3. Why can't the US Govt (or Australian in my case), just create money to spend, and destroy money by Tax?
    (esp. Tax unproductive money & unethical things).

  4. I was just watching this video and saw the graph at the end that says when government deficits go down public surplus goes up. Isnt mmt saying the opposite? Maybe I missed something but I took a screen shot and looked at it more closely.

  5. If money is infinite, how are so many living in poverty/scarcity of funds? Why do people risk their lives and destroy their health and relationships just to get by?

  6. So, is this correct?

    1. As a sovereign currency issuer, the federal government, I'll pay you $10 for an hour of work. Now you have $10 that did not exist prior to my spending.
    2. Now I'll tax you $10.
    We've now run a balance and there are no dollars in the economy.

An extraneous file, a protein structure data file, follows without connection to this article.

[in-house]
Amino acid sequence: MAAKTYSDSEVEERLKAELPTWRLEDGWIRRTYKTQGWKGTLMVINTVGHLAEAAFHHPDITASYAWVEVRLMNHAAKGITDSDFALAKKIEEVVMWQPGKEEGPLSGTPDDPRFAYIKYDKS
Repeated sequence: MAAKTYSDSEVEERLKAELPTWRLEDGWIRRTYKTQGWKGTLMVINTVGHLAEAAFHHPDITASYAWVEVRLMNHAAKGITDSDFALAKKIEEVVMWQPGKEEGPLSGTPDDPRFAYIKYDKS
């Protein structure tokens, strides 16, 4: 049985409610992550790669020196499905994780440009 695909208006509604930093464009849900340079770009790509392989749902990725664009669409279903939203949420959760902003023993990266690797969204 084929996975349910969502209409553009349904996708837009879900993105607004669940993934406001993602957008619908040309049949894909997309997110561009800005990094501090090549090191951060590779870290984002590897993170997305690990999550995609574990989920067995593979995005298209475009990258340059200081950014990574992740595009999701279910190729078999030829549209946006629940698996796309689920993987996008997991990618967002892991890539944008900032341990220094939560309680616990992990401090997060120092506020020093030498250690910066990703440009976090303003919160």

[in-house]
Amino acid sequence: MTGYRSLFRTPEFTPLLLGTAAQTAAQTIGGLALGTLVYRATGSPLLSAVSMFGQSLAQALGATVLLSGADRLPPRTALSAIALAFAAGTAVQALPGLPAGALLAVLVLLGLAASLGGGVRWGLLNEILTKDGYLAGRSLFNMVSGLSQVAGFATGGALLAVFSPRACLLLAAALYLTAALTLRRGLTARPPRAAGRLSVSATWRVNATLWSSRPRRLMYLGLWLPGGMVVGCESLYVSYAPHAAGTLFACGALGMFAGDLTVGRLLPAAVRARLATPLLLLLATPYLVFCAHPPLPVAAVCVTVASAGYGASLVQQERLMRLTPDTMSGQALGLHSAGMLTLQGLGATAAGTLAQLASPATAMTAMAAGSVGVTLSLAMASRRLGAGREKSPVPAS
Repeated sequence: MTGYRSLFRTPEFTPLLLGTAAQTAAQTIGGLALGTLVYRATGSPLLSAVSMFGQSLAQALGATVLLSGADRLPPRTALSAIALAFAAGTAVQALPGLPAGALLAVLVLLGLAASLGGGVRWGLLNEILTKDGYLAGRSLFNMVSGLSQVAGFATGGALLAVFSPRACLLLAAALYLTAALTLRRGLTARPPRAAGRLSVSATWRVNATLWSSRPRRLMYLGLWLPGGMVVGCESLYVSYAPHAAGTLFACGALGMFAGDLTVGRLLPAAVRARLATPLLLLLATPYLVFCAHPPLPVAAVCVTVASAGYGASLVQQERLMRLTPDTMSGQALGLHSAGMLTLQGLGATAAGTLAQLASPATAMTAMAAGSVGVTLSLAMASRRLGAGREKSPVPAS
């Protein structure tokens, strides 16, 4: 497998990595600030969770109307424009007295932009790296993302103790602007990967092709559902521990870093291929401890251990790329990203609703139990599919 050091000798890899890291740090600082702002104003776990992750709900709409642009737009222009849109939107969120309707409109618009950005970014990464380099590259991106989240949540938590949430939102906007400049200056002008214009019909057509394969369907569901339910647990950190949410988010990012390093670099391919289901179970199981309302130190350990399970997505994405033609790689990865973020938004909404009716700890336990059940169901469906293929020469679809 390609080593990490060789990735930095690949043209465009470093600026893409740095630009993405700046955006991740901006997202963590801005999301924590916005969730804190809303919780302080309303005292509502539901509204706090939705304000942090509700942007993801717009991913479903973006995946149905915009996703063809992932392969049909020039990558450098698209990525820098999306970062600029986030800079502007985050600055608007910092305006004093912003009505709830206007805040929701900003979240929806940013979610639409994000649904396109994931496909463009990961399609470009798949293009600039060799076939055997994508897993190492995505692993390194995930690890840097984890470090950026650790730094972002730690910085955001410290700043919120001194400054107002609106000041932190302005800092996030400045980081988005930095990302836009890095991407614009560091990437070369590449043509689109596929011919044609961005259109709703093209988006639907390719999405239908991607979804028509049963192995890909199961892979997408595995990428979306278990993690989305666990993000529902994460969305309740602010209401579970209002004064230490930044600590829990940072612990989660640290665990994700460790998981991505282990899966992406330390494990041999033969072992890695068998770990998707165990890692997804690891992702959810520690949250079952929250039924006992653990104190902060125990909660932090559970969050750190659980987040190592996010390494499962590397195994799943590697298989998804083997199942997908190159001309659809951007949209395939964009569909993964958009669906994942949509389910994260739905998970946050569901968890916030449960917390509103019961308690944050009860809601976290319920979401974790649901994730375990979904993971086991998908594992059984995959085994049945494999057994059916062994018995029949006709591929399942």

3. Let's say that I'll pay you $20 for an hour of work and again tax you $10. You have $10 after taxes. There are now $10 in the economy that was not there before and I've run a deficit of the $10 of which I did not tax out of the economy.
    4. Say I pay $20/hr and tax $10 again. Now I've run a deficit of $10 yet again and have a total national debt of $20. There are now $20 that exist in the economy.
    5. The deficit is the amount added to the economy that are not directly offset by taxation. The debt is an accounting of how many dollars that have been created, in total, that are still in the economy.
    6. So long as the currency I'm issuing is represented by real recourses, inflation will remain stable and economic growth will be funded as it grows. The national debt should run a balance with national assets.

  7. ok, i'm curious but i need to learn more. What is the MMT solution to debt? The result of multiple deficits? Surely you can't think we can just spend and spend and for that not to have a huge impact on inflation or exchange rates. Is the US dollar the only currency where this is viable?